The lights are dim. Drinks litter the table. People are laughing and talking somewhere in the dark. Suddenly, the TV screen changes and music swells – it’s the opening of  “My Heart Will Go On.” Someone hands me a microphone.

“Ganbatte!” excited voices shout, chuckling, waiting.


We’ve all been there. Karaoke is an integral part of Japanese life, whether at a staff party or with friends, whether you love it or loathe it.

The exact date of the start of the karaoke trend is uncertain, but it is known worldwide to have begun in Japan — in a little town called Kobe, in fact. Go Hyogo! But what has made it as popular as it is today?

I know that back home, karaoke is generally not the most comfortable experience – usually there is a stage on which you can get up and sing in front of a large room full of strangers, or worse, sit and listen to strangers get up and sing on stage. For the outgoing, this can be a good time. For those less outgoing, it can be torturous.

Here in Japan it’s different. You can go to an exclusively karaoke dedicated venue that has “karaoke boxes.” Only you and your party are subject to each other’s skills (or lack of them) in small, intimate, soundproofed rooms made just for singing. I believe this serves the Japanese character quite well – privacy and a minimum of embarrassment.

But why has this trend caught on, and in fact become almost an integral part of Japanese culture? It is my opinion, and that of others, that karaoke is a release from the everyday restraint and reserve that must be displayed in the workplace here. What better way to do it than head to a karaoke box, belt out some tunes, and drink? What happens in the karaoke box stays in the karaoke box.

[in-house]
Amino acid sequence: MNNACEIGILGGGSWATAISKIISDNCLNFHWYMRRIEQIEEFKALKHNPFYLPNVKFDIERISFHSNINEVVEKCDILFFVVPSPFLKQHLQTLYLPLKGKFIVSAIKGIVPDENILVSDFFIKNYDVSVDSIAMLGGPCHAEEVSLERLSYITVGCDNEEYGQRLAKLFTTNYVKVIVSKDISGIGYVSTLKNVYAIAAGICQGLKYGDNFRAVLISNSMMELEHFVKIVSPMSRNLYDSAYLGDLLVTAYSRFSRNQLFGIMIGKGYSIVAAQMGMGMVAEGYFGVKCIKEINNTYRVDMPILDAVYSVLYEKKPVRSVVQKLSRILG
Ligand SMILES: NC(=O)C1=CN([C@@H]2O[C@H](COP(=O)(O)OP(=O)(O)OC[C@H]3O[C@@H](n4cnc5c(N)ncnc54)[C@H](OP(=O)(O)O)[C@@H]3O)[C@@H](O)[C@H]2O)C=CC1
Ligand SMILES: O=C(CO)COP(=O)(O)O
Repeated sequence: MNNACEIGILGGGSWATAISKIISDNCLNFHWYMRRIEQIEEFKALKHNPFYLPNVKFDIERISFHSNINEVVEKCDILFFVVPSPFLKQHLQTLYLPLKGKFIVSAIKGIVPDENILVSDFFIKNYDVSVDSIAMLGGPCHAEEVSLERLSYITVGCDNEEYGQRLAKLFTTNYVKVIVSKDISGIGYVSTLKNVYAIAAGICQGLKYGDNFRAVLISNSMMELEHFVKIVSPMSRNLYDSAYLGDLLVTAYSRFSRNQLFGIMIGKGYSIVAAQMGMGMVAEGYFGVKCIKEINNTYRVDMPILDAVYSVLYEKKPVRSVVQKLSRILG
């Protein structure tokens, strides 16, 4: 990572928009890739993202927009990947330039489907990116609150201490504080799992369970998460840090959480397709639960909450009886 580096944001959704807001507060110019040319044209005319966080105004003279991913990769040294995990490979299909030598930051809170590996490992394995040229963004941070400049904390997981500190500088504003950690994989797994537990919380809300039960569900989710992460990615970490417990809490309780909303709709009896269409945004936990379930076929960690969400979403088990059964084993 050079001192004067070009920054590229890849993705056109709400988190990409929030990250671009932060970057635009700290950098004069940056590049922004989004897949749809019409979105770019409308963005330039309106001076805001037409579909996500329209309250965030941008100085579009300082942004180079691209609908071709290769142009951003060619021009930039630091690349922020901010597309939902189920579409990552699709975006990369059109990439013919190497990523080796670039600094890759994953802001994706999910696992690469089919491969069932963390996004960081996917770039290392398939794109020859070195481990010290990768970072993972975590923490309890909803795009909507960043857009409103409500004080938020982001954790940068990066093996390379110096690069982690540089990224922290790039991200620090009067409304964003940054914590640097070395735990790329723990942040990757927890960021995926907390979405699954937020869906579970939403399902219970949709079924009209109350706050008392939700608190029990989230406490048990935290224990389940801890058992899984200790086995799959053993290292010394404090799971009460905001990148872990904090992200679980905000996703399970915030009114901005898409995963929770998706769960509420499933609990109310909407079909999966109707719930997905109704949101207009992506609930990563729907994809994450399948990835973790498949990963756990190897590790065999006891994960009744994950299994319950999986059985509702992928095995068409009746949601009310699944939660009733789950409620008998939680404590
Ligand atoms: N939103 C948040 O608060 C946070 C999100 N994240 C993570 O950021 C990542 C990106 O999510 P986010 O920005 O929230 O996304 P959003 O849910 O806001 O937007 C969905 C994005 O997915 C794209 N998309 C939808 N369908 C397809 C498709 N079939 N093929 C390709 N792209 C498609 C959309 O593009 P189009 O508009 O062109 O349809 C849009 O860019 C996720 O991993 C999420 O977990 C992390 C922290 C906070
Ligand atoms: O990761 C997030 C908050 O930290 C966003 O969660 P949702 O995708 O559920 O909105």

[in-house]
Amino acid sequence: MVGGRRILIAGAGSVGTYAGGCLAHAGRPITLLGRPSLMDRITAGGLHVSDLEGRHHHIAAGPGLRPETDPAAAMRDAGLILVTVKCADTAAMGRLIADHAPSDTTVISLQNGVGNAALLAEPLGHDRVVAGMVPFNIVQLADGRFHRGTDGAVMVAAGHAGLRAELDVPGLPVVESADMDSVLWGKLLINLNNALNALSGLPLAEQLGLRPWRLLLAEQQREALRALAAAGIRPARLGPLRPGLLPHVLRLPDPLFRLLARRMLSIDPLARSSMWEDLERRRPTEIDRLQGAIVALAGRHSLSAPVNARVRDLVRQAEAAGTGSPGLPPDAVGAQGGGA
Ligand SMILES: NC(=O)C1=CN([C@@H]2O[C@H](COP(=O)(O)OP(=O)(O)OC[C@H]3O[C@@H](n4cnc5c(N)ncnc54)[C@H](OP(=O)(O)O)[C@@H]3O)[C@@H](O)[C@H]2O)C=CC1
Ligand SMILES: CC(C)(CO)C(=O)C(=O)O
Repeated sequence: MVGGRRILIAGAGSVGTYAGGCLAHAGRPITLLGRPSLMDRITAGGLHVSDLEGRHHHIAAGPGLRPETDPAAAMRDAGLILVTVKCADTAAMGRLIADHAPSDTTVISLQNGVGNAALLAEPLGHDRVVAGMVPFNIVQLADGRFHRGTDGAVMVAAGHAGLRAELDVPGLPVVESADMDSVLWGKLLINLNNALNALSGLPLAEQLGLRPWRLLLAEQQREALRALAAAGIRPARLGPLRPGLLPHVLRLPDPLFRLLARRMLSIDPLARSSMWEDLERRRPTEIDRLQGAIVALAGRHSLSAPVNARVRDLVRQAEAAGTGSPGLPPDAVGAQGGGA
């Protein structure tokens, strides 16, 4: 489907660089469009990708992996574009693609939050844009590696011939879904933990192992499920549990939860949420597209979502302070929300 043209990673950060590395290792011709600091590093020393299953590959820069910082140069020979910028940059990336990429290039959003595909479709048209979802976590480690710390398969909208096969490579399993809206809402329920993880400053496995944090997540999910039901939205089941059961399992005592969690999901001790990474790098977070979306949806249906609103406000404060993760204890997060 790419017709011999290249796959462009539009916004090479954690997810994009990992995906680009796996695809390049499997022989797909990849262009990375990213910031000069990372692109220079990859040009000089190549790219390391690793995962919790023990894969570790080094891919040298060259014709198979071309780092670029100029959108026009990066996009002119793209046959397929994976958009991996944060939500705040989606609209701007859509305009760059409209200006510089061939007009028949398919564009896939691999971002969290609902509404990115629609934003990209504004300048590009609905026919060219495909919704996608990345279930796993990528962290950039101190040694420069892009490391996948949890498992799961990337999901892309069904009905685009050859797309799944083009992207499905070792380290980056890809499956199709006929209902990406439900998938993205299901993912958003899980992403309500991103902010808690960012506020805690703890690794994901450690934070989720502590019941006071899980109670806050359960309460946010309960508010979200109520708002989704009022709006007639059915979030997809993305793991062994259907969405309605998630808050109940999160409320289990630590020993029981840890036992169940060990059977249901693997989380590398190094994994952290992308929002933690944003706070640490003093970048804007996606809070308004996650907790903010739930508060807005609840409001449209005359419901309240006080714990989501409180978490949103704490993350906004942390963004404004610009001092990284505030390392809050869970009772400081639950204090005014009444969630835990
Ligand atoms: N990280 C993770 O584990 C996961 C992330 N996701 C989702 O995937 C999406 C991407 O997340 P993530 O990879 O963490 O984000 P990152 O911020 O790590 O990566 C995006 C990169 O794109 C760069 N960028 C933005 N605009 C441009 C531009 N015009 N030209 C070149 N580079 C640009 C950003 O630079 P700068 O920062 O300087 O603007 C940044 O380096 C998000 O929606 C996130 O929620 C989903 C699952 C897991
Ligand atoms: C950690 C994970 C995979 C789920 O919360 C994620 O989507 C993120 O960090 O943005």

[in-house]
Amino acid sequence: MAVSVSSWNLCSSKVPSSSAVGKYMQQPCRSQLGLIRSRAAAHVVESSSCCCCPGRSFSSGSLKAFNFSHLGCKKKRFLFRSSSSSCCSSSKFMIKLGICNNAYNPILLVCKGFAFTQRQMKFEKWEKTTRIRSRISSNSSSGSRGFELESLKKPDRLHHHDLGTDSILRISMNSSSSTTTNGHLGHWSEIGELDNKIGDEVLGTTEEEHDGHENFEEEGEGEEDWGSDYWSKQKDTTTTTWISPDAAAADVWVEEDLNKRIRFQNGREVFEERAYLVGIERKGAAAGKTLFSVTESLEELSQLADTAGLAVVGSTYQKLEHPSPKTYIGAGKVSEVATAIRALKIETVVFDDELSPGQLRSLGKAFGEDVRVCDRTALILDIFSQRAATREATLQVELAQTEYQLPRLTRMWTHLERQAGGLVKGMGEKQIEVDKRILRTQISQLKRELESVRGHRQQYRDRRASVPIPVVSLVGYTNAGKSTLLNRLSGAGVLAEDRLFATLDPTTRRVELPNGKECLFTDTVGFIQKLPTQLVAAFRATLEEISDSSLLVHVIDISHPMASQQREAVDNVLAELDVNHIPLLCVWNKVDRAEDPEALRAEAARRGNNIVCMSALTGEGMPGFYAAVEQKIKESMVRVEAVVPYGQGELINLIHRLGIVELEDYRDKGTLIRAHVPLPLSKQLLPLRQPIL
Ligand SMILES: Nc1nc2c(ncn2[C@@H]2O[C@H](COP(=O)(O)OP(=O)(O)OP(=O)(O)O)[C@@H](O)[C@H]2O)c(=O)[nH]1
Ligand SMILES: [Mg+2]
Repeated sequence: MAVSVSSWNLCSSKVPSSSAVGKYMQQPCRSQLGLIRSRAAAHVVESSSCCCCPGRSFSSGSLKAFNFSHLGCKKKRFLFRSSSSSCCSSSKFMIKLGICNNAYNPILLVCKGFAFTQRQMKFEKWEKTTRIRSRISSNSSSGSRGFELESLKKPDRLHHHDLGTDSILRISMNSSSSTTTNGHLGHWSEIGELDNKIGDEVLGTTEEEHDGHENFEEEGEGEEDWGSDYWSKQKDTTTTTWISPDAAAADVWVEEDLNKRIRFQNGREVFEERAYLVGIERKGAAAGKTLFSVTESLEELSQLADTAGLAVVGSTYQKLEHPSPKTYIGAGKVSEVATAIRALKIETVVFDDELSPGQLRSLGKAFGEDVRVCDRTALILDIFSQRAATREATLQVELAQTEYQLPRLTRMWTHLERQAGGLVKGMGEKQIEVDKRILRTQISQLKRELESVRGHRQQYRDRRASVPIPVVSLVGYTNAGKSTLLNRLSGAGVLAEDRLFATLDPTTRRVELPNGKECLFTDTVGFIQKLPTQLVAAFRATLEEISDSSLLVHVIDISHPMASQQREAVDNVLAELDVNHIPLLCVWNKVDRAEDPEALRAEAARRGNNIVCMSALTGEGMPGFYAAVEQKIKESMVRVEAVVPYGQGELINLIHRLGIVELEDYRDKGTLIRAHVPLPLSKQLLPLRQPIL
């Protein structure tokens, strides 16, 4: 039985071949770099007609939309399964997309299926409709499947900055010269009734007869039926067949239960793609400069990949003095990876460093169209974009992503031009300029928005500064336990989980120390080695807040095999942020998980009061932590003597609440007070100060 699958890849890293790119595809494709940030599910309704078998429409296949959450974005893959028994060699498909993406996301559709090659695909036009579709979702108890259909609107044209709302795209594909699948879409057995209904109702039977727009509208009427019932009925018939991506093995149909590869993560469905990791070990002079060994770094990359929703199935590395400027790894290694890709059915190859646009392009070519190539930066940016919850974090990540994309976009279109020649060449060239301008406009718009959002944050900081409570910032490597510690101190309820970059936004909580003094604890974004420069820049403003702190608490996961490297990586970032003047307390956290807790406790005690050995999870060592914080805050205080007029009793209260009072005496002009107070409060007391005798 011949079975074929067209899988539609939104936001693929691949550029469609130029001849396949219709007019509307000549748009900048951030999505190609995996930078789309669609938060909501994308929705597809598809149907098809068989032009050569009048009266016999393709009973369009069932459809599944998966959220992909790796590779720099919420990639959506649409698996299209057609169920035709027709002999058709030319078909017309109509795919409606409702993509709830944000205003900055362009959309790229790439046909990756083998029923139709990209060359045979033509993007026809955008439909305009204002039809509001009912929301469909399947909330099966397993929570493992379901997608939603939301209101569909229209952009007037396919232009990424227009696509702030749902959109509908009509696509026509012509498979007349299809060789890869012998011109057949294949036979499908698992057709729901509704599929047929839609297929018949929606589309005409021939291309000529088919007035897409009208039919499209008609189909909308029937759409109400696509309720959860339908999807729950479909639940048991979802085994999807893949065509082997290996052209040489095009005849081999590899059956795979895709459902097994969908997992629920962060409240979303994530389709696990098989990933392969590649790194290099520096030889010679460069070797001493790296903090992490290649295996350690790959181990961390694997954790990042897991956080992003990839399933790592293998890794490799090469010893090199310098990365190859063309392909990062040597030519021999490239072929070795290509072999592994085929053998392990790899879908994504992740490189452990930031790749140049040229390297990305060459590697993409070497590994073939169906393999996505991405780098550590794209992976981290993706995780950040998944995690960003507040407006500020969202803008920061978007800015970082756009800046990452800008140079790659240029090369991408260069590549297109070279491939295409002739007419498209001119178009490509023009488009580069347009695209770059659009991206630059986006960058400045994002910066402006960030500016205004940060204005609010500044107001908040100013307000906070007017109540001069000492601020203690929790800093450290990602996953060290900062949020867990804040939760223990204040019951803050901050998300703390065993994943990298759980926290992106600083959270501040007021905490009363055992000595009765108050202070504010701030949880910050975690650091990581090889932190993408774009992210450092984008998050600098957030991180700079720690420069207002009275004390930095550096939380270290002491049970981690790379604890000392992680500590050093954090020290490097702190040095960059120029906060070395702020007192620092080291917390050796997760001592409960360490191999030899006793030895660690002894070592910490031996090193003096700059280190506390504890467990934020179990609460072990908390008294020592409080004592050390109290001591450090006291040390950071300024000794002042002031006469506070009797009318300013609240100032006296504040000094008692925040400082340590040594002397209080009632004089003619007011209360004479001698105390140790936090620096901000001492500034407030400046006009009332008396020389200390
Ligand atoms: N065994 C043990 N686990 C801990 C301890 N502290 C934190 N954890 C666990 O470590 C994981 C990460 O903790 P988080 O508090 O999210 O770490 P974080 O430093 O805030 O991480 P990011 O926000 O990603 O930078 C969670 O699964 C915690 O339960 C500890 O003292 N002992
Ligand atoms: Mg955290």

Also, I think that karaoke can sometimes be used as an opportunity to make a small change to one’s social status. Imagine what a help it would be for the new guy at work to get a reputation for having a voice like an angel. Or for the usually stuffy woman at the office to show off her bad self with a racy song. Or for the foreigner to prove that she is fun and approachable by being game for whatever stupid song that gets thrown at her.

So for those who enjoy karaoke (I happen to be one of them) go belt it out! Try to get the high score! Try to lose the most calories during your next song! (Those machines sure are weird sometimes….) And for those of you who don’t really like being forced to sing when you’re shy or tone deaf or just plain hate karaoke, try to be objective about it. Why not get in there for one song and let ‘em have it? I hear “Louie Louie” doesn’t really have any discernable lyrics – do your best drunken impression of the Kingsmen and let the karaoke culture have you for a moment.

And as for Celine Dion, I got up, and I sang it. I killed it. Because in the karaoke box, that’s how I roll.

What do you think about karaoke?

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